Jess Keating is not one to stand still.

In 2018, the Perrystown girl took up the offer of a Rugby Scholarship to Life University in Atlanta, Georgia, a path also followed by AJ McGinty and Dylan Fawcett and Sean Coughlan.

“I first moved away right after my Leaving Certificate to study and play rugby,” says Jess.

“It was a brilliant experience. It is a university sport in America. Funding comes to the school from USA Rugby.”

She lived the life of a professional athlete, honing her skills and her conditioning to a high level.

“We were training twice, three times-a-day every day. I definitely think it was the best choice for me, for my rugby experience.

“I want other girls to know that there are opportunities to go abroad, to travel while playing rugby and getting your degree.”

In addition, Jess committed to the grind of doing a double major in psychology and computers, now standing on the verge of completing two degrees.

Last summer, the invitation came for Jess to put herself forward for international selection.

“I had come home for the summer and was training away with Old Belvedere when an email landed, inviting me to the Ireland training camp in June/July.”

From there, Jess put what she had learned in America into focus for the Ireland management, impressing enough to travel for the test matches in Japan, winning a coveted first cap.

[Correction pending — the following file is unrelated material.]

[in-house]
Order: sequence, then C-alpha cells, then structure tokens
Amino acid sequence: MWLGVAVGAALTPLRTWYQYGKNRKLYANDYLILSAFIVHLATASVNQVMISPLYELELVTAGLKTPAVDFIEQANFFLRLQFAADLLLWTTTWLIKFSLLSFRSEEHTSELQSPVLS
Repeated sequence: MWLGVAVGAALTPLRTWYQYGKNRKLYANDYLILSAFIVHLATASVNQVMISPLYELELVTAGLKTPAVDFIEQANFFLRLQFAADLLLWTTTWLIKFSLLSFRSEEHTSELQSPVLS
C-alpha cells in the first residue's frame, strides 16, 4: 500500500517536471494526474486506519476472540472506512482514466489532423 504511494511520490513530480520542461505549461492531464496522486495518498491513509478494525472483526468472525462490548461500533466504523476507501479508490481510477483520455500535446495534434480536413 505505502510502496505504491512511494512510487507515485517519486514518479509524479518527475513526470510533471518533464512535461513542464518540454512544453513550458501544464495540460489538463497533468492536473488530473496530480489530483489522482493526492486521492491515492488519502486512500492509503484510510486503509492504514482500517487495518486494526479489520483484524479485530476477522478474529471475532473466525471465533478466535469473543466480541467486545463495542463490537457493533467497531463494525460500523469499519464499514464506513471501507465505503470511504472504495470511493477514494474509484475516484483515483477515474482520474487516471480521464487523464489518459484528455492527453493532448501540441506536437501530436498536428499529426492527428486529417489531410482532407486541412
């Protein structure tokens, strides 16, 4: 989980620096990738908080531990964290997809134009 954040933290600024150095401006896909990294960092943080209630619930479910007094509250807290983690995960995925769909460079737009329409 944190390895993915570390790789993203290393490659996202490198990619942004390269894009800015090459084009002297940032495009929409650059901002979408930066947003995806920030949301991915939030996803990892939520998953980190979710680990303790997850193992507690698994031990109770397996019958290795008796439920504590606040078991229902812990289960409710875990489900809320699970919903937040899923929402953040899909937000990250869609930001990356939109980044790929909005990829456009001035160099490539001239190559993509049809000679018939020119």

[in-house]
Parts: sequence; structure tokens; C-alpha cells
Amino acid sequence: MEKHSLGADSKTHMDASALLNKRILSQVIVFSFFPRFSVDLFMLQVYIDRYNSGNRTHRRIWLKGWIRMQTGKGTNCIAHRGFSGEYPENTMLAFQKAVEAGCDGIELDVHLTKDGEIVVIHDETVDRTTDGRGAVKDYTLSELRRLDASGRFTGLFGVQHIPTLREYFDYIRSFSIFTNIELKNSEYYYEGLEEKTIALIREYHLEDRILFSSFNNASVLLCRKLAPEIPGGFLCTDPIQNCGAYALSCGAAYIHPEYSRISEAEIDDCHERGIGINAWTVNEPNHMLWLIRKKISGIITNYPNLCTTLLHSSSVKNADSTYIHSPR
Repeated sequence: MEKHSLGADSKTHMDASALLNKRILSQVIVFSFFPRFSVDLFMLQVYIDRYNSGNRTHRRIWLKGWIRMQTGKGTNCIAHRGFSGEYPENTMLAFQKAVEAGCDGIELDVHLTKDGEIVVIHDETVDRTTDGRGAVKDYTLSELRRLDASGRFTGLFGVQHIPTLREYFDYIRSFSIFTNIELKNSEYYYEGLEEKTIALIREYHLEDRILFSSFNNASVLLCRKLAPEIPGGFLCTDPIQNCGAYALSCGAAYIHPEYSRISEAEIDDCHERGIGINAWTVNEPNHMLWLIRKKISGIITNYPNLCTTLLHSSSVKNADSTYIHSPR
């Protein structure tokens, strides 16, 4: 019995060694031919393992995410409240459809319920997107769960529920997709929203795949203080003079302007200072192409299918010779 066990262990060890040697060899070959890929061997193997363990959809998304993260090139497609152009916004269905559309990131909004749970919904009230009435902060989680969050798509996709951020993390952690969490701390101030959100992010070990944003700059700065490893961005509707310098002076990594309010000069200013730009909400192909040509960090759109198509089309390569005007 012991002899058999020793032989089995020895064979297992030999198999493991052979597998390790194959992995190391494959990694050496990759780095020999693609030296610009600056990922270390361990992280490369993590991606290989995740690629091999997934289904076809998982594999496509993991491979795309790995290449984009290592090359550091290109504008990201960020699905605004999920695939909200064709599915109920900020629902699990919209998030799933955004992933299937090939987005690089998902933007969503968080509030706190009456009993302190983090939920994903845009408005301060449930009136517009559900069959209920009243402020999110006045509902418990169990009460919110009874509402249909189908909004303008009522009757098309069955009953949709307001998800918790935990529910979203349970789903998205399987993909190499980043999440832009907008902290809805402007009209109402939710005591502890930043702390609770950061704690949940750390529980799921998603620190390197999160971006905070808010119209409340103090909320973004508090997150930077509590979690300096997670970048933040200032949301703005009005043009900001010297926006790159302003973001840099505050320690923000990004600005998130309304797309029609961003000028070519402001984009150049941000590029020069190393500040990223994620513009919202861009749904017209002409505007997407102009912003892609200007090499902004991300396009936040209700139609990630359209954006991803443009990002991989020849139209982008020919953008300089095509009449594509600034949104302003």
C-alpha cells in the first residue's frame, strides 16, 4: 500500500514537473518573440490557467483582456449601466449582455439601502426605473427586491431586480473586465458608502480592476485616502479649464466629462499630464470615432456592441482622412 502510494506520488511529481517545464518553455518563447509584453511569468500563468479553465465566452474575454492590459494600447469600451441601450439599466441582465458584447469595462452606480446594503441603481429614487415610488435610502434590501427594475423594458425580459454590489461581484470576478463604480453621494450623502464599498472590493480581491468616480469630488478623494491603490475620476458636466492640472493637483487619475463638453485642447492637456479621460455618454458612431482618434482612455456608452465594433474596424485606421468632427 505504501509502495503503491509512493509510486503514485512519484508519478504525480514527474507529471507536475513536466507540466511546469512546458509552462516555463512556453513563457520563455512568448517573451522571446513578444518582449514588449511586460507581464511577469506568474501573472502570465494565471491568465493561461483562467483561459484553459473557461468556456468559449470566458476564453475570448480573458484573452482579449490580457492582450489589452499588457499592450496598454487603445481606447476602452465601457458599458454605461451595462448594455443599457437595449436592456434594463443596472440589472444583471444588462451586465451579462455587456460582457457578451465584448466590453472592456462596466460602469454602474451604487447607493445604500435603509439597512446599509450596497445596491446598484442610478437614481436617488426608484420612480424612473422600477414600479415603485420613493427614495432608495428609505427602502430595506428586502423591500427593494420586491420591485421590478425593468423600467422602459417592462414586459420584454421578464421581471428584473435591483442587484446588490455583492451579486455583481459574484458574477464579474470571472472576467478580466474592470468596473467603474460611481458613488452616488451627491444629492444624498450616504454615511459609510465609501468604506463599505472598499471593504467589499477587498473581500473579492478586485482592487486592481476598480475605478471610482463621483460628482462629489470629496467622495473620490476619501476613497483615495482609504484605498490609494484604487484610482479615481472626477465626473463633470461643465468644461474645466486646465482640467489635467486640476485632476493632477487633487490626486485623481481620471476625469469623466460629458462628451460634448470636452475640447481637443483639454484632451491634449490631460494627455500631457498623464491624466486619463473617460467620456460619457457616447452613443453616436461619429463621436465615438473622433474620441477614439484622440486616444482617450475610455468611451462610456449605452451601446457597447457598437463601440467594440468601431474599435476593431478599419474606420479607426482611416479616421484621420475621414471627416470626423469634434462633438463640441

“As soon as I dipped my toes into those waters, I knew it was what I wanted to do. It is like a bug you can’t shake.

“I knew what I had to do. I had to move home to make that happen,” she states.

“Four and-a-half years away is a long time. I am trying to find my feet right now. I only moved back three weeks ago.

“I could have stayed on. But, I came home to play in the Interpros. I will finish college online and graduate in June.”

Part of Jess’s assimilation into the Ireland system is finding which position to settle into for Leinster for the Interprovincial Series.

“I played prop, loose and tight head, for the last four years at Life. But, I am between two and six right now,” she reveals.

“I don’t really have a preference for a position. I am the type of player, you know, whatever the team needs I will do.

“I will play wherever I have to, to wear the jersey. If that means two, six or even 15, sure I will give it a go.”

Tania Rosser’s Leinster squad is loaded with Age Grade internationals trying to step up to senior representative rugby.

“The competition is very heavy. We have a lot of versatile players, who can play in more than one position.

“The standard of the player is improving so quickly, even compared to when I left in 2018.

“If we want to be competing at the top-level, be at the World Cup, this is the direction we have to go in.”

The impact of Leinster’s new coaching team, led by Tania Rosser, opens the door for everyone to put their best foot forward.

“It is my first time being coached by Tania,” says Jess.

“I think it is really cool that when I was growing up I would go out to Ashbourne to watch Tania and our lineout coach Maz (O’Reilly) play for Ireland.

“If I could travel back in time to tell 12-year-old me this was happening, I wouldn’t have believed it.”

Jess is not in this game for nostalgia. The versatile forward is here to learn, to get better and she likes what she sees.

“The coaches know what they are talking about. They give us clear, direct communication as to what our roles are.

“You can’t ask for more than that.”

There are the collective rewards that come with winning the Interprovincials and there is the personal gain that comes from setting goals and achieving them.

“First, I want to make the Leinster team, play as much rugby as I can and see where it takes me.”

Sounds like a plan.